Niagara Gazette

July 2, 2013

Shuffling the decks with a $29M renovation effort at Seneca Niagara Casino

Seneca Niagara Casino announces $29M renovation effort

By Mark Scheer
Niagara Gazette

Niagara Gazette — The inside of Seneca Niagara Casino will soon have a new look and feel thanks to a multi-million renovation effort.

Leaders from the Seneca Nation of Indians and the Seneca Gaming Corp. have announced plans to invest $26 million in a redesign of the main casino floor and an upgrade to the building's air quality systems. 

The overall improvements will also involve a $2.9 million "garden makeover" at Seneca Square, the area formerly known as E. Dent Lackey Plaza which is located outside the casino's main entrance between Third and Fourth streets. 

Seneca leaders and gaming officials said they're hoping the project will improve not only the look, but also the feel of the now decade-old gaming facility. 

"It's time to breath new life in the place where it all started," said Seneca Nation President Barry Snyder Sr.

The project represents the first major renovation inside the casino since the building's 2002 transformation from the old Niagara Falls Civic and Convention Center into a Class III gaming facility. The latest renovation effort is expected to create a total of 300 construction jobs, with 120 workers on site during peak times. 

The main component focuses on a redesign of the layout of the casino's 88,000-square-foot main gaming floor, an area roughly equivalent to two acres or two football fields.

The work will not involve installation of new gaming machines as much as it will reconfiguration of the ones already located on the gaming floor. Those machines will be re-installed with new bases and chairs as part of the project. 

The biggest change gaming floor change will be removal of Club 101, the combination bar and entertainment stage currently located at the center of the casino.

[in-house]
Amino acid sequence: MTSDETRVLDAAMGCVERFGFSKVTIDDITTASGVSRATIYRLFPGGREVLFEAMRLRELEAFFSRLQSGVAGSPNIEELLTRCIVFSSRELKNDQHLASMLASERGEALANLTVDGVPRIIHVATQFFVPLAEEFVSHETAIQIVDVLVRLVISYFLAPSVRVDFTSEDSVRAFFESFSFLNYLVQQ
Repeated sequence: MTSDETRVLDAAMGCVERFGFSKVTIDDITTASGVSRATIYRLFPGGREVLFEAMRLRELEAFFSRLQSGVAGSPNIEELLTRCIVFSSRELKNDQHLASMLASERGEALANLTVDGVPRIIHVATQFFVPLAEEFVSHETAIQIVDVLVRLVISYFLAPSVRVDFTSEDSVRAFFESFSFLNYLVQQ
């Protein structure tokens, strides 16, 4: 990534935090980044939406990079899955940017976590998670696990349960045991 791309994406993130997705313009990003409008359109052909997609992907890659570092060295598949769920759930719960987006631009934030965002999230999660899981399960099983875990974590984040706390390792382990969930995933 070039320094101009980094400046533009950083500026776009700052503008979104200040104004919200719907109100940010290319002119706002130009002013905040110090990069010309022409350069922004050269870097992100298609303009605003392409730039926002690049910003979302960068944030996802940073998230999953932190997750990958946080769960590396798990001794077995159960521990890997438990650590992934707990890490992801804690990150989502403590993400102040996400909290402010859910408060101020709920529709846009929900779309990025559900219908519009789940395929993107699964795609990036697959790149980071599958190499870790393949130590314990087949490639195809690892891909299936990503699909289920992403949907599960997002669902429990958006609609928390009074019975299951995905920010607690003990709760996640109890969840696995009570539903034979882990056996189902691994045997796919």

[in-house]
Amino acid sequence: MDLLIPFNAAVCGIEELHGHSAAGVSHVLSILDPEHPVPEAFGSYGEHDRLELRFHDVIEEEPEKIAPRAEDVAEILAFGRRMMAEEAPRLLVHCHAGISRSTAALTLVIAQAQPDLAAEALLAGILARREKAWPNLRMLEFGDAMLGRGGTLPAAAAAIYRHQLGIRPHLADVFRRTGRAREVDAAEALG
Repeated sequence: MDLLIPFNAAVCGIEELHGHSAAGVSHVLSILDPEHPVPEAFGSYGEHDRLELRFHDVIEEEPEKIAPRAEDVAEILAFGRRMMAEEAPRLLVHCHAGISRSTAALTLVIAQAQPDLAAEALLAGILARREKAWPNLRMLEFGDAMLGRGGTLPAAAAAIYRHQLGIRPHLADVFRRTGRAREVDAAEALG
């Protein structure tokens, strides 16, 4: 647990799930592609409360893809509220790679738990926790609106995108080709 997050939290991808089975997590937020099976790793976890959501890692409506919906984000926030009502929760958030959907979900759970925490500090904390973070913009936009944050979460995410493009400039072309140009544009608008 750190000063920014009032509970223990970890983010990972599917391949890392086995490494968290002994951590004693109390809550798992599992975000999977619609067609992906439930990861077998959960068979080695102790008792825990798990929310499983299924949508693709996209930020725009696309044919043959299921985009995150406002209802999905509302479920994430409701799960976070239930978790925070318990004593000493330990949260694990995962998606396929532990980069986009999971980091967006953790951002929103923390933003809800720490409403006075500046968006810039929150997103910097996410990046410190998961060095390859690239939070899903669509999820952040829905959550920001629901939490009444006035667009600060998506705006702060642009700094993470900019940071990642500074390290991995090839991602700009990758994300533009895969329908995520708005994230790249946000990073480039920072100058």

Under the new plans, the casino's new main bar and entertainment area will be located in the southwest corner of the non-smoking section. The area will feature a live entertainment stage, dance floor, lounge seats, circular bar with 20 tabletop video gaming units and a 40-by-20 feet, high-definition, jumbo video screen. 

The revamped gaming floor will also feature new carpeting and a "central gaming floor path" from the hotel to the Fourth Street entrance. In addition, the west entrance to the casino will be widened to "create an open and more welcoming experience" and a new Keno bar will be added at the entrance to the recently renovated Thunder Falls buffet. 

A significant improvement that won't be as immediately visible to visitors involves $6 million in upgrades to the existing heating, ventilation and air conditioning systems. New air handling units and ductwork are being installed, with the new air supply units and a roof-mounted exhaust system helping to circulate more fresh air from the outside of the building, according to casino representatives. 

"We plan to give our guests an entirely new gaming experience," Snyder said. 

The Seneca Square upgrades are being billed as a separate project all their own. Seneca and gaming corporation officials said it will involve gardening and landscaping work carrying the "Seneca theme," added benches and signs and enhancements along the pedestrian bridge across from the casino entrance between Fourth and Third streets. 

"This will be a beautiful area for people to walk back and forth and we think it will enliven the community," said Cathy Walker, president and CEO of the gaming corporation. "We think this will become a hub. We know this will be a place where many people will want to take pictures because it's going to be such a wonderful experience." 

Following Tuesday's formal press conference, Snyder said he's relieved - and so are many other members of the nation and employees of the gaming corporation - to be able to talk about the long-standing casino cash dispute with the state in the past tense. 

Snyder said there are no immediate plans to expand the nation's gaming operations in the Falls beyond the current boundaries of the casino and hotel. He did not rule out the possibility at some point in the future, but said those decisions will be made by Seneca leaders and gaming corporation officials after careful review.

With a new agreement in place granting the nation an extension of its exclusive rights to gaming operations in the area, Snyder pledged: "We are here in Western New York. We are here to stay."